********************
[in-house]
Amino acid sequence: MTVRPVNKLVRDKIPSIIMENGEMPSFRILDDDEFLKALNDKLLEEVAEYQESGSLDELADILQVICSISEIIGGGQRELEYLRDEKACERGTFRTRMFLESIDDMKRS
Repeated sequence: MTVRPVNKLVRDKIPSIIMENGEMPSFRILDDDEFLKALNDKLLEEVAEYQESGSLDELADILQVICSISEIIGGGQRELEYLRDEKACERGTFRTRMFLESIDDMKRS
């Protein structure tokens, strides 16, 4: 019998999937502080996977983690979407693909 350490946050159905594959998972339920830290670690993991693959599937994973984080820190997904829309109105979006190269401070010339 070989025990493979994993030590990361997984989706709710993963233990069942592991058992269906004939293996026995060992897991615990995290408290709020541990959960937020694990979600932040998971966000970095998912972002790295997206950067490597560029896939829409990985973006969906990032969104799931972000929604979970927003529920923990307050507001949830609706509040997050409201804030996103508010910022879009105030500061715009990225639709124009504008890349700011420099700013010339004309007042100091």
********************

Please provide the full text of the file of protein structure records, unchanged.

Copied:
[in-house]
Amino acid sequence: MTVRPVNKLVRDKIPSIIMENGEMPSFRILDDDEFLKALNDKLLEEVAEYQESGSLDELADILQVICSISEIIGGGQRELEYLRDEKACERGTFRTRMFLESIDDMKRS
Repeated sequence: MTVRPVNKLVRDKIPSIIMENGEMPSFRILDDDEFLKALNDKLLEEVAEYQESGSLDELADILQVICSISEIIGGGQRELEYLRDEKACERGTFRTRMFLESIDDMKRS
């Protein structure tokens, strides 16, 4: 019998999937502080996977983690979407693909 350490946050159905594959998972339920830290670690993991693959599937994973984080820190997904829309109105979006190269401070010339 070989025990493979994993030590990361997984989706709710993963233990069942592991058992269906004939293996026995060992897991615990995290408290709020541990959960937020694990979600932040998971966000970095998912972002790295997206950067490597560029896939829409990985973006969906990032969104799931972000929604979970927003529920923990307050507001949830609706509040997050409201804030996103508010910022879009105030500061715009990225639709124009504008890349700011420099700013010339004309007042100091």